Learning more about the properties of Yin and Yang and how they relate to and interact with each other will help you understand what they represent and how they influence the philosophy of traditional Chinese medicine.

The aspects of Yin and Yang

Yin and Yang complement and balance each other via four aspects, which define the relationship between them. These are the four aspects of the relationship between Yin and Yang:

  • Opposition of Yin and Yang
  • Interdependence of Yin and Yang
  • Mutual consumption of Yin and Yang
  • Inter-transformation of Yin and Yang

Yin and Yang are opposite, but one cannot exist without the other, which means they are also interdependent. Just as day transforms into night, Yin constantly transforms into Yang. As Yin and Yang change balance, it makes an impact at the individual and big picture levels.

The correspondences of Yin and Yang

According to Chinese theory, two forces exist in the universe. Yin is a passive, negative force, while yang is an active, positive force. According to this theory, these forces exist in the seasons, food and everything else in nature and the world. These concepts also help underscore diagnosis and treatment in traditional Chinese medicine

Yin-Yang Theory teaches that everything is a product of two principles, Yin is considered weak, female and destructive, while yang is considered strong, male and creative. The interaction between these two principles produces the five elements. 

The five essential substances

The five essential substances, or elements, are aspects of qi — or life force energy — and have their own associations. They are:

  • Wood
  • Fire
  • Earth
  • Metal
  • Water

They each have associations with seasons, colors, characteristics, organs and specific health problems, which a practitioner of Chinese medicine can help treat. Someone who is healthy will experience a unique, but harmonious, balance of these five elements.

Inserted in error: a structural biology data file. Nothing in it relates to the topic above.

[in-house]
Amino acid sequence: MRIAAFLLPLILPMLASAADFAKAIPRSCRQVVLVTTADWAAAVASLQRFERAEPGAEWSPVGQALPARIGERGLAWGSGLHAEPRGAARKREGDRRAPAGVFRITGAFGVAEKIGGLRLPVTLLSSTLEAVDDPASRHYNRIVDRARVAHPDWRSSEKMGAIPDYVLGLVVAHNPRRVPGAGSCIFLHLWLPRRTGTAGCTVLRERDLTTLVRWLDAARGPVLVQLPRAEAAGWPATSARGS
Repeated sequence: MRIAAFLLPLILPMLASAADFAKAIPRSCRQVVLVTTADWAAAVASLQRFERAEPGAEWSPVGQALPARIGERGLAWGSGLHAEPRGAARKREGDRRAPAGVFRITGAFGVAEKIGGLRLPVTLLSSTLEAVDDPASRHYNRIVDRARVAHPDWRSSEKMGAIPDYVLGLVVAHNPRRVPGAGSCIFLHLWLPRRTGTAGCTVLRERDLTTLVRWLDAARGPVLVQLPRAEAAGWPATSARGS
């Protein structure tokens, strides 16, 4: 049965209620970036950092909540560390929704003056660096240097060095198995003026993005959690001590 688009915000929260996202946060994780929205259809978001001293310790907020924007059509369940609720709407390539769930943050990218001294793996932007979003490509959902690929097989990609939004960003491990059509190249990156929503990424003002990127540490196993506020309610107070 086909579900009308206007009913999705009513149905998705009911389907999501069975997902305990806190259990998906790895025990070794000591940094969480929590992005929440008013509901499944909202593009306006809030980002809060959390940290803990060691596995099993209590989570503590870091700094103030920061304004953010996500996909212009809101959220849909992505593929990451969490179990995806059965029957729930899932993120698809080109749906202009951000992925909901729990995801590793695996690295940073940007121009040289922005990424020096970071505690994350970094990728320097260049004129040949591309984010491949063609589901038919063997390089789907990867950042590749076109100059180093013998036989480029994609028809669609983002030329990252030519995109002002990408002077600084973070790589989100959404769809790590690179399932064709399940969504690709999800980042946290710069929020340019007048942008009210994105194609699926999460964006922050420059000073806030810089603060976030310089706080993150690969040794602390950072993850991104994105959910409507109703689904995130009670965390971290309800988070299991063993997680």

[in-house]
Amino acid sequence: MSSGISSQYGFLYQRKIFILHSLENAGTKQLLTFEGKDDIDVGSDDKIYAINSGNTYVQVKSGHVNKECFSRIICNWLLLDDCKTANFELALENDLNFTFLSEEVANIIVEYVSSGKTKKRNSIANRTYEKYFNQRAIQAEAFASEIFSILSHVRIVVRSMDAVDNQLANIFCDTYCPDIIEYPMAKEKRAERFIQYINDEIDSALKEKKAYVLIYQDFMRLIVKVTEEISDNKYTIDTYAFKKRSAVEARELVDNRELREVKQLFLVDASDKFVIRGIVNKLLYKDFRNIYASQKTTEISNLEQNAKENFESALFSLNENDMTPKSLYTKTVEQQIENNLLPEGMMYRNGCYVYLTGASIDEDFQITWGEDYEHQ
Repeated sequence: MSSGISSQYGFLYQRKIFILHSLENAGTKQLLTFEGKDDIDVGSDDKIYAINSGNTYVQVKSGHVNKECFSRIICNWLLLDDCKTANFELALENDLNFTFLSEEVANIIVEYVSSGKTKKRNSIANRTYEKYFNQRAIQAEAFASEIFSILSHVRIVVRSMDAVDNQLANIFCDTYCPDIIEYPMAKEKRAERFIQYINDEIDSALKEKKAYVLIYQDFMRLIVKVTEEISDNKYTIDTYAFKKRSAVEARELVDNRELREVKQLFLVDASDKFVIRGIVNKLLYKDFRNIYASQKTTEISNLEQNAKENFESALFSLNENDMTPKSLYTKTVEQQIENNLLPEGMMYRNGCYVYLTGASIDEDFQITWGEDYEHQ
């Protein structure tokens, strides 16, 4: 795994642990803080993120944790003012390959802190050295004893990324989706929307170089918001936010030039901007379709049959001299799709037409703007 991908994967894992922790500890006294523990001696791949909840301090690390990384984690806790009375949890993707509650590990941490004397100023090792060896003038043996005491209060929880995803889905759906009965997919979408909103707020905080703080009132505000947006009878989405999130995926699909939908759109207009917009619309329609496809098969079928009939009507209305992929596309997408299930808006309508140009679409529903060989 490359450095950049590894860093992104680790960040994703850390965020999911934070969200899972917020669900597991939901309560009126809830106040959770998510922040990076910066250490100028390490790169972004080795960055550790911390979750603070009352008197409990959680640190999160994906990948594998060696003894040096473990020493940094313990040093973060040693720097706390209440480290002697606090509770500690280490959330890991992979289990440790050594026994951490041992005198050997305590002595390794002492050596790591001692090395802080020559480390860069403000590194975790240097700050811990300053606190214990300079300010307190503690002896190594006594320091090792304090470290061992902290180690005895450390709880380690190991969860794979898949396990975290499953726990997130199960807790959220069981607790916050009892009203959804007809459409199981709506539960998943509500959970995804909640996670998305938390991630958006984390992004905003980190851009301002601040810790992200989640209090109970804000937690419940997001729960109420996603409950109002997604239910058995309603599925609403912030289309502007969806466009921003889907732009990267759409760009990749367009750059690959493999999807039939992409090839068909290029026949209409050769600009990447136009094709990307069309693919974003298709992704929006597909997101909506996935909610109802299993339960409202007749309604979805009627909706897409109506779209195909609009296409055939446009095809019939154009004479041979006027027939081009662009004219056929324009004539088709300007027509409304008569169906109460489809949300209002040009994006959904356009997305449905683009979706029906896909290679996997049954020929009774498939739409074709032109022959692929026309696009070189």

Examples of Yin and Yang correspondences

Yin-Yang Theory applies to different categories in the natural world, and manifests different meanings. Remember that Yin and Yang are constantly changing and cyclical. You can look at the Yin Yang correspondences chart and see, for example, that under the category of sky, Yin manifests as the moon, while under Yang, sky manifests as the sun.

To understand Yin and Yang further, it may help to learn about more specific correspondences. Here are several examples of Yin-Yang in nature from the correspondences chart. The first word represents the category, while the second word corresponds to Yin, and the third word corresponds to Yang:

Sky: Moon-Sun

Time: Midnight-Midday

Season: Winter-Summer

Temperature: Cold-Heat

Humidity: Wet-Dry

Spectrum: Dark-Luminous

World: Hidden-Evident

Solidity: Dense-Porous

Texture: Hard-Soft

Mass: Heavy-Light

Stage: Forming-Transformer

Shape: Material Substance-Subtle Influence

The fundamentals of Yin and Yang

In summary, these are the most important aspects to remember about the concepts of Yin and Yang:

  • Yin Yang is the most important theory in Traditional Chinese Medicine, underlying all physiology, pathology  and treatment
  • Yin has a component of Yang, and Yang has a component of Yin, represented by the dots in the Yin-Yang symbol
  • Yin and Yang are constantly changing and cyclical

To learn more about the philosophy behind traditional Chinese medicine and the programs at the Acupuncture & Massage College, you can email our admissions department.





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What Do You Study at Acupuncture School?

Posted by & filed under Acupuncture, Alternative Medicine, Education & Research.

acupuncture-schoolAre you considering attending or planning to enroll in acupuncture school? If so, congratulations! You’re well on your way to an exciting career helping people live their healthiest and happiest lives. But what exactly does a program at acupuncture school look like? What classes will you take and what will you learn? Each acupuncture school is likely to offer a program that’s a little different from the others, but read on to learn about the basics of what you can expect.

The basics

Of course, you will learn the needling techniques needed to perform acupuncture treatment, but there’s so much more to learn about this ancient practice. You’re likely to cover subjects like: the acupuncture points chart, the fundamentals of traditional Chinese medicine, ethics, anatomy and physiology, and more. Other classes might include:

  • Asian bodywork
  • Biology
  • Introduction to needling
  • Herbal medicine
  • Pathology

Differing philosophies